WASHINGTON — The Food and Drug Administration is looking into data suggesting a group of prostate cancer drugs increase the risk of diabetes and heart disease.
Don't miss these Health stories
More women opting for preventive mastectomy - but should they be?
Rates of women who are opting for preventive mastectomies, such as Angeline Jolie, have increased by an estimated 50 percent in recent years, experts say. But many doctors are puzzled because the operation doesn't carry a 100 percent guarantee, it's major surgery -- and women have other options, from a once-a-day pill to careful monitoring.
- Larry Page's damaged vocal cords: Treatment comes with trade-offs
- Report questioning salt guidelines riles heart experts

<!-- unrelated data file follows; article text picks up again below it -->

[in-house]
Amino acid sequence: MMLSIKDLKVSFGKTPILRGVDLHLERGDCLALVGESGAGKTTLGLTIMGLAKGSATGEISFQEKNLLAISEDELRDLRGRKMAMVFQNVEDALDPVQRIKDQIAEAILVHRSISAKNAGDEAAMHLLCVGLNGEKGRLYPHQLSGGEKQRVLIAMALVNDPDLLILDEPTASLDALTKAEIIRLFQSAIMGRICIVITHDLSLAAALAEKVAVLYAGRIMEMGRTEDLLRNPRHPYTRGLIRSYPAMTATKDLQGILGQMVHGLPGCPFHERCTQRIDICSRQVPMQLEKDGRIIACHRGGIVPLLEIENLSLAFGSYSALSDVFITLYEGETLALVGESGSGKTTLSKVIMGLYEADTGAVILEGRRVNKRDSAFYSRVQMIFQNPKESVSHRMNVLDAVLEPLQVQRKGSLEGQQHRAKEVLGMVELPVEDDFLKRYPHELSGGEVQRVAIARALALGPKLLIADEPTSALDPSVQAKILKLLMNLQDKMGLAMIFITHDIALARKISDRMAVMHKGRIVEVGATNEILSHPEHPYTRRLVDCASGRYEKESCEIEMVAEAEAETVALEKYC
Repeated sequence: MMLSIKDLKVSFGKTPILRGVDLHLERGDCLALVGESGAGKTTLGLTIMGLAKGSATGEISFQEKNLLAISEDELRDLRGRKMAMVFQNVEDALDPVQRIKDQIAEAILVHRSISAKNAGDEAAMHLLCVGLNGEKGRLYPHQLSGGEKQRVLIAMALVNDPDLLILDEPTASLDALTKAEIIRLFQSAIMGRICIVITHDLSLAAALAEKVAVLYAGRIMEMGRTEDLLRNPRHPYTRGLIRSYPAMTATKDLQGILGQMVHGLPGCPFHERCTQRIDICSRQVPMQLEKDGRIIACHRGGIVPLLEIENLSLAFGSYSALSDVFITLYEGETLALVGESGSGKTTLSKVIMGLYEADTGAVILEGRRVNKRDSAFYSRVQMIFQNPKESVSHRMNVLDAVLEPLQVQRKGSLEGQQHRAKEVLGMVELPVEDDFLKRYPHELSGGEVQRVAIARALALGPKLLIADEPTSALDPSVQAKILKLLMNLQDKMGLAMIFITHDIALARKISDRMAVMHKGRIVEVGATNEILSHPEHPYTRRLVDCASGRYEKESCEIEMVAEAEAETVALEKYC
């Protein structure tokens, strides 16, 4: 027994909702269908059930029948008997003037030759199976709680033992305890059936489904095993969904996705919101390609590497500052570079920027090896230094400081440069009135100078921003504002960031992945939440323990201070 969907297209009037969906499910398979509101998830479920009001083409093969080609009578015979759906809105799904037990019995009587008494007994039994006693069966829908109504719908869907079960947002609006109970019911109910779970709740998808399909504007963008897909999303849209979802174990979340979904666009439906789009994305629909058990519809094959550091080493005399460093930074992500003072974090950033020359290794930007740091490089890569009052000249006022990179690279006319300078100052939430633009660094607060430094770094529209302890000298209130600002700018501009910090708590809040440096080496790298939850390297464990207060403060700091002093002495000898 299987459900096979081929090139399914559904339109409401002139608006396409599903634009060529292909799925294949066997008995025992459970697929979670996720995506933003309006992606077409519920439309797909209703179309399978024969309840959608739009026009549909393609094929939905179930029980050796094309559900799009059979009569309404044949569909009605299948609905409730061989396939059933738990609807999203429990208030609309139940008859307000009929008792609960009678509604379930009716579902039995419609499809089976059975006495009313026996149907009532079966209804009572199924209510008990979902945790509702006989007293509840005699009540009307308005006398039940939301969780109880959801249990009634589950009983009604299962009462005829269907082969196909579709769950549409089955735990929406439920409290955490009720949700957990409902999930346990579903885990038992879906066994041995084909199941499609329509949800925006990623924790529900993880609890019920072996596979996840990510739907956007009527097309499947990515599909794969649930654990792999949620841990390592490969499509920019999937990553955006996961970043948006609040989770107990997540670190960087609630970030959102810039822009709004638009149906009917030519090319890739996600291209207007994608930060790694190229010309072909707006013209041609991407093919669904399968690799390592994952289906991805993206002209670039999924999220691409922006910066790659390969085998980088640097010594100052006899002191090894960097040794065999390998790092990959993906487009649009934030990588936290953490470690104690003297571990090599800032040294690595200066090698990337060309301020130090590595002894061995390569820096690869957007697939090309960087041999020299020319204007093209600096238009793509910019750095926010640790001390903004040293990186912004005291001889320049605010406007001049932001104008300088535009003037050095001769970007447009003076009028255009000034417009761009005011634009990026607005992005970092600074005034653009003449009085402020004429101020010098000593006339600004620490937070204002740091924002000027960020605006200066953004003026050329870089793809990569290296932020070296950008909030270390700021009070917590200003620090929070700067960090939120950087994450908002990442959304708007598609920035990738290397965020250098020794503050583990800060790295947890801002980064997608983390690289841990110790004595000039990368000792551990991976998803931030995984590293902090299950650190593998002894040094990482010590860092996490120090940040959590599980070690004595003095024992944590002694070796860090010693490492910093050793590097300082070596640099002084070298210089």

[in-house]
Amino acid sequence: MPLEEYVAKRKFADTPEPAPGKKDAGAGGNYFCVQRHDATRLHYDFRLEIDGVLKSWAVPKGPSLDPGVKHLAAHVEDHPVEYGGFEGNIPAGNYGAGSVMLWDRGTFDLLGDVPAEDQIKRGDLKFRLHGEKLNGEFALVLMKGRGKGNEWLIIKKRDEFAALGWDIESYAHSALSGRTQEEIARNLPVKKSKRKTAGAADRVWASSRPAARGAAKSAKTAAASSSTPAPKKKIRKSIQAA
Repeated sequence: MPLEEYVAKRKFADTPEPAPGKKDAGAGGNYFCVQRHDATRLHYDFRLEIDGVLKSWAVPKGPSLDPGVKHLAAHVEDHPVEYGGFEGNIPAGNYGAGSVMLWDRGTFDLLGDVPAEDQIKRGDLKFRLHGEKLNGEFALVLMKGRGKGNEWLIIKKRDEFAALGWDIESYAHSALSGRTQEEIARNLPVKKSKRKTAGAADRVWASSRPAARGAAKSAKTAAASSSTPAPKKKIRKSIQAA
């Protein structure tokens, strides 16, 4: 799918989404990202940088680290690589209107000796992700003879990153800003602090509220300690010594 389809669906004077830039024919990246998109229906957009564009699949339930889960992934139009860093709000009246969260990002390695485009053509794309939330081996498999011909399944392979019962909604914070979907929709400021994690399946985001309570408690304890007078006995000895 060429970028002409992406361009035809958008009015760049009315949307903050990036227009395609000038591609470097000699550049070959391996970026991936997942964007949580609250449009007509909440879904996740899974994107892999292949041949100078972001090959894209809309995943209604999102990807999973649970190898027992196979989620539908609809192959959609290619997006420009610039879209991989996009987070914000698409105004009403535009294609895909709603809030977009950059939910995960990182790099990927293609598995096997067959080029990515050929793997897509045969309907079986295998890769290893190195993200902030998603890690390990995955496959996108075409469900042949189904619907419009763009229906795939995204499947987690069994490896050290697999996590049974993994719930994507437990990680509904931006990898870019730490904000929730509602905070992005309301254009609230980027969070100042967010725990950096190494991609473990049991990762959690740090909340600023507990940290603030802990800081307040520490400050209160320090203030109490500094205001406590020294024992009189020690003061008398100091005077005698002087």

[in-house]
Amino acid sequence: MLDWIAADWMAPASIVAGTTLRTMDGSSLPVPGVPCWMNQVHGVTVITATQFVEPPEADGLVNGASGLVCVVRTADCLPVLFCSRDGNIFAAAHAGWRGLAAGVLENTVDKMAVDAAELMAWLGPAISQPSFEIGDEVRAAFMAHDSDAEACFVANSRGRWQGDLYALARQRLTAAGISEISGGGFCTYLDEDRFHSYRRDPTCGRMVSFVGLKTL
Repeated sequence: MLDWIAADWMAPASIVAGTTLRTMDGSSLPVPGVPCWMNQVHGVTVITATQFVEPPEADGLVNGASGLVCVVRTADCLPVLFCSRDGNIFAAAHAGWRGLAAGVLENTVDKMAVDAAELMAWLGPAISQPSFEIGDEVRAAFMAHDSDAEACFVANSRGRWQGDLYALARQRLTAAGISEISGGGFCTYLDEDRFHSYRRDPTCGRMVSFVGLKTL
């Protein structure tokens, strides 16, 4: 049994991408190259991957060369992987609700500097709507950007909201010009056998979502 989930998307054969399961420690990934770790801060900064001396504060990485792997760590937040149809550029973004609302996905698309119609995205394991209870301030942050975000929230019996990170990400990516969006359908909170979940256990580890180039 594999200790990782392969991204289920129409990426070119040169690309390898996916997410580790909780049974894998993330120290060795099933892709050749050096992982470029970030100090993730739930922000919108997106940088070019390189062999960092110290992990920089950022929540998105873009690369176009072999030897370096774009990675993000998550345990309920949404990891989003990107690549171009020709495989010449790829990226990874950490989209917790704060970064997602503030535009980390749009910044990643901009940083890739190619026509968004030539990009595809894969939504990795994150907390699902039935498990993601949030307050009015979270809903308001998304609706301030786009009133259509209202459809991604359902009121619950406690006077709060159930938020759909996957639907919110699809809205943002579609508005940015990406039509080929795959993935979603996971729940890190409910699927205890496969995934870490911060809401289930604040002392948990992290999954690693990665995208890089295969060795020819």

- CDC: 2012 was deadliest year for West Nile in US
- What stresses moms most? Themselves, survey says
- More women opting for preventive mastectomy - but should they be?
The drugs are used to suppress the hormone testosterone, which fuels the growth of prostate cancer tumors. Occasionally the drugs are used by women to treat pain from uterine fibroids.
The FDA says it has not conclusively linked the drugs to health problems, but preliminary data from six studies showed slightly higher rates of diabetes and heart disease in patients taking the drugs.
The agency recommends doctors monitor patients carefully for early signs of diabetes and heart disease.
Drugs under scrutiny include AstraZeneca's Zoladex, Pfizer's Synarel and Abbott Laboratory's Lupron, among others.
Copyright 2010 The Associated Press. All rights reserved. This material may not be published, broadcast, rewritten or redistributed.